Some of those apps had more advanced features, such as support for managing Android devices and blocking websites in browsers besides Safari. The Times also understood that developers received only brief notes demanding changes, with no reasoning or detail to help them modify their apps or explain why their apps were at risk of disappearing. Effectively, companies had to change their business models with little warning.
Apple's Tammy Levine said in a statement that the company treats "all apps the same, including those that compete with our own services." She added that Apple's goal was to create an ecosystem that offered access to "as many quality apps as possible," and dismissed the notion that Apple's apparent crack down was connected to the introduction of Screen Time.
That statement isn't likely to satisfy critics. Spotify filed an EU complaint accusing Apple of mutliple anti-competitive practices, including limiting services that challenge with its in-house music service. You can't currently use Siri to control Spotify, for instance. There's also a long-running perception that Apple muscles into the territory of third-party apps, intentionally or otherwise -- the term "Sherlocked" refers to those times when Apple introduces a feature that renders an app largely irrelevant. Screen time management developers clearly feel they're under similar pressure, and might be reluctant to back down.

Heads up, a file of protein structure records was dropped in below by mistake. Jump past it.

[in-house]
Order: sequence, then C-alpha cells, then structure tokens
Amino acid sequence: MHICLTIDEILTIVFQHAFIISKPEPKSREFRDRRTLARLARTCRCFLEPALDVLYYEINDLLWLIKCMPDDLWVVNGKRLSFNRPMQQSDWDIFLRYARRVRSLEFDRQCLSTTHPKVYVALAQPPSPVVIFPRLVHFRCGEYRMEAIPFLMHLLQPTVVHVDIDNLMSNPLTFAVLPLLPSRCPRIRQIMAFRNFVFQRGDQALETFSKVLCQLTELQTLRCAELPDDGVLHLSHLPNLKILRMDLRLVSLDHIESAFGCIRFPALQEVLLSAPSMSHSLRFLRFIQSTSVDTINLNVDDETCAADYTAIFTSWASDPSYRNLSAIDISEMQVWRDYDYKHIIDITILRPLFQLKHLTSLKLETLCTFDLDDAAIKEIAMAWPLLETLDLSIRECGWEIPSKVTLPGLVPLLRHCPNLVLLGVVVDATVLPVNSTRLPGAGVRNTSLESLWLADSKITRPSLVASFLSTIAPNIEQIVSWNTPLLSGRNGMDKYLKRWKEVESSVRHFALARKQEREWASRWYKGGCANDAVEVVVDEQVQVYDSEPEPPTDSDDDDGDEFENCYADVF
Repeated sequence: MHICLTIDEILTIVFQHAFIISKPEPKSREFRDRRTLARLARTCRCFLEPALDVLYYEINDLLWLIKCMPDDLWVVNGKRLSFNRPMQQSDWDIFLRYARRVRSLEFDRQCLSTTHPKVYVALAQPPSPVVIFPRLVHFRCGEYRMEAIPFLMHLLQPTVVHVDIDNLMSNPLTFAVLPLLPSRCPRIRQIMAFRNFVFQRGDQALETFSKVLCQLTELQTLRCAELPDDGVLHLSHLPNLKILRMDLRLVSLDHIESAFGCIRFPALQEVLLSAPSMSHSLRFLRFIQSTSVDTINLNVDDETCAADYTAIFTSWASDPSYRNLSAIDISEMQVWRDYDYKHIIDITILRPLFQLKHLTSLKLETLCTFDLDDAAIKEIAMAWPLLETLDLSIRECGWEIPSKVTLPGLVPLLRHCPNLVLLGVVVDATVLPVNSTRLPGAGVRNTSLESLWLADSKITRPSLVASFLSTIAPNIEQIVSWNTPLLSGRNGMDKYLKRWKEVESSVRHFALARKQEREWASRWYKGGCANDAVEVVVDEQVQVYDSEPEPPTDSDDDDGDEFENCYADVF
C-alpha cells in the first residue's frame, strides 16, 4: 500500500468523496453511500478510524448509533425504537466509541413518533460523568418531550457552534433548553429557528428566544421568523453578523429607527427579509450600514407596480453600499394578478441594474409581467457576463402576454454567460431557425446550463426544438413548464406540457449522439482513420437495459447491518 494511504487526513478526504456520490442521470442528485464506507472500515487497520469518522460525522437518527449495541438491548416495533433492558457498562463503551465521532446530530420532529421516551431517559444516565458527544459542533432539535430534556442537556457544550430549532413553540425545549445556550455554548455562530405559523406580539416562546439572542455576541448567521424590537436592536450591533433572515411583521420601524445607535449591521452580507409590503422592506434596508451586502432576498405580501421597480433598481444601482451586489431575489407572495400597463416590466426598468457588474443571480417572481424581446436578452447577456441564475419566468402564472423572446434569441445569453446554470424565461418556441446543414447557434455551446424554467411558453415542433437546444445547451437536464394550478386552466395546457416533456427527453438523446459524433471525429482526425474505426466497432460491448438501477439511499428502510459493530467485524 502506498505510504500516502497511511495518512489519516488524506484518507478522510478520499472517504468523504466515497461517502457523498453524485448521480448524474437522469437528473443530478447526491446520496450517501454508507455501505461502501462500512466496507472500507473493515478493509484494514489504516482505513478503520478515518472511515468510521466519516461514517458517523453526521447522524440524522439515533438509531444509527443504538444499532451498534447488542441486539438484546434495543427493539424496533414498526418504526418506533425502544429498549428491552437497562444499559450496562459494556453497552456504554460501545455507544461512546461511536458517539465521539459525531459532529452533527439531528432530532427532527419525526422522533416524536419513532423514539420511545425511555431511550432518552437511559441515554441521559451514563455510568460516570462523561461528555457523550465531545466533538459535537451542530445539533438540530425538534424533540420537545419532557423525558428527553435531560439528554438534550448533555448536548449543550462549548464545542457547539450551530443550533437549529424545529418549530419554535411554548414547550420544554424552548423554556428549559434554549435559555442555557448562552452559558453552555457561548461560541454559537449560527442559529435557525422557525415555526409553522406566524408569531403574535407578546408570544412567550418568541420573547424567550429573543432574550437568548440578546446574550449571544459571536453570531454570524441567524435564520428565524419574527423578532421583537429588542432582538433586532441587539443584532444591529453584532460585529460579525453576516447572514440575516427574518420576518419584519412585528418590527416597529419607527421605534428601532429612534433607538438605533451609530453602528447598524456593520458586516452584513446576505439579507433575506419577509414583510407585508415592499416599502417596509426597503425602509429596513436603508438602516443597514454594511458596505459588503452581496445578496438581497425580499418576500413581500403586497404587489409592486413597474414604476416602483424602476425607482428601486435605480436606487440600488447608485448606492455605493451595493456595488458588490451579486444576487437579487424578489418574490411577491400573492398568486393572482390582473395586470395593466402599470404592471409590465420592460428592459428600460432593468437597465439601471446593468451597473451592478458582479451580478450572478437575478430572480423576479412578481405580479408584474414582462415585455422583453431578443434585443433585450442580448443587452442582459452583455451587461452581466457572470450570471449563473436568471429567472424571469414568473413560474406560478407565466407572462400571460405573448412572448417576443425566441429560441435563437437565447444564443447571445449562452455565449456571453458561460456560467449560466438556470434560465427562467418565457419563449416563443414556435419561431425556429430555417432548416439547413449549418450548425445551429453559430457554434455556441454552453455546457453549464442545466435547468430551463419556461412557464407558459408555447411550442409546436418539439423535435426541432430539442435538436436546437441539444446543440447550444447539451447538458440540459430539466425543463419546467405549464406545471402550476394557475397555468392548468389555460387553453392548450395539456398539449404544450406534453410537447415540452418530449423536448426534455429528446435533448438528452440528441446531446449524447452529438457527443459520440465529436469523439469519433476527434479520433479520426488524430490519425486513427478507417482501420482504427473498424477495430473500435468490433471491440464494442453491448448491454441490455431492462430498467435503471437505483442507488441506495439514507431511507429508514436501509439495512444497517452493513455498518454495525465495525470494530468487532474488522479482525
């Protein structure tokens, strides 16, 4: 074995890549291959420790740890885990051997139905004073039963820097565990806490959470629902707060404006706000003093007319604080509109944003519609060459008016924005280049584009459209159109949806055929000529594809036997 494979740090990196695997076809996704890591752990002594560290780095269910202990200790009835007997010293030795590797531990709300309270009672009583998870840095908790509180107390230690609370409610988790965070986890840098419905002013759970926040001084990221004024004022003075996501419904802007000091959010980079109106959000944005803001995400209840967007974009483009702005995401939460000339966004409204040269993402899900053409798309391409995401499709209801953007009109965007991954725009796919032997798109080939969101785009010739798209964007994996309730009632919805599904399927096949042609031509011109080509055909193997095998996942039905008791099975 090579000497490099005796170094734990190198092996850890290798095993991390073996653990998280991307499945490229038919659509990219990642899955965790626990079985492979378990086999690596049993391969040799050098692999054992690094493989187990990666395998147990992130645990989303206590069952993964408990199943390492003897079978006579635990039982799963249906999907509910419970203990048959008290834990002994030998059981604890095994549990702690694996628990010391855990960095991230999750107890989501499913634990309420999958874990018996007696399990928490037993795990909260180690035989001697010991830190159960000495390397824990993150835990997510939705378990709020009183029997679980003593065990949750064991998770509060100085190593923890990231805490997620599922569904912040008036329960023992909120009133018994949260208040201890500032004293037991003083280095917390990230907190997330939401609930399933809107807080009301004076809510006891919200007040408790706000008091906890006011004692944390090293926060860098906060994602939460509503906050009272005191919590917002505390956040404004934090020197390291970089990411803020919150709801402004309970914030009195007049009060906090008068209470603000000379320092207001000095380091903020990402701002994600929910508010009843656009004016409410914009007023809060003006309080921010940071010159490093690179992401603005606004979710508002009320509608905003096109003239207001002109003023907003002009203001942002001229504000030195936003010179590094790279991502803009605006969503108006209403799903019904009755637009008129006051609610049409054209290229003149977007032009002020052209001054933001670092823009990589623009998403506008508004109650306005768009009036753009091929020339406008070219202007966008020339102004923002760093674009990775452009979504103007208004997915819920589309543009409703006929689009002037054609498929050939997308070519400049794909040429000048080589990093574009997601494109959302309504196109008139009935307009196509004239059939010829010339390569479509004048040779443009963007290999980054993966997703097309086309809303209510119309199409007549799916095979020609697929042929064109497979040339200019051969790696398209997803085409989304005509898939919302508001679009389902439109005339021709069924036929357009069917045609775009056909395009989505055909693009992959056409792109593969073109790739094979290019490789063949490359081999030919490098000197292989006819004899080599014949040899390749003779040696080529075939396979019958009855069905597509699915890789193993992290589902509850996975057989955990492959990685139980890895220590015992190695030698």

Update 4/28 9:45AM ET: A MacRumors reader received a response from Apple's Phil Schiller saying that the NYT didn't provide the company's "complete statement" or "explain the risks" to kids. Apple found that some parental control apps were using Mobile Device Management (a common device management tool for business) to give the developers control over kids' devices, not just parents. On top of the potential privacy violations, MDM profiles could be used to assist in cyberattacks by installing malicious apps. Schiller said that Apple told developers to stop using MDM, although the developers clearly don't agree.
Update 4/28 9PM ET: Apple has since posted a more formal version of Schiller's email as a statement on its website.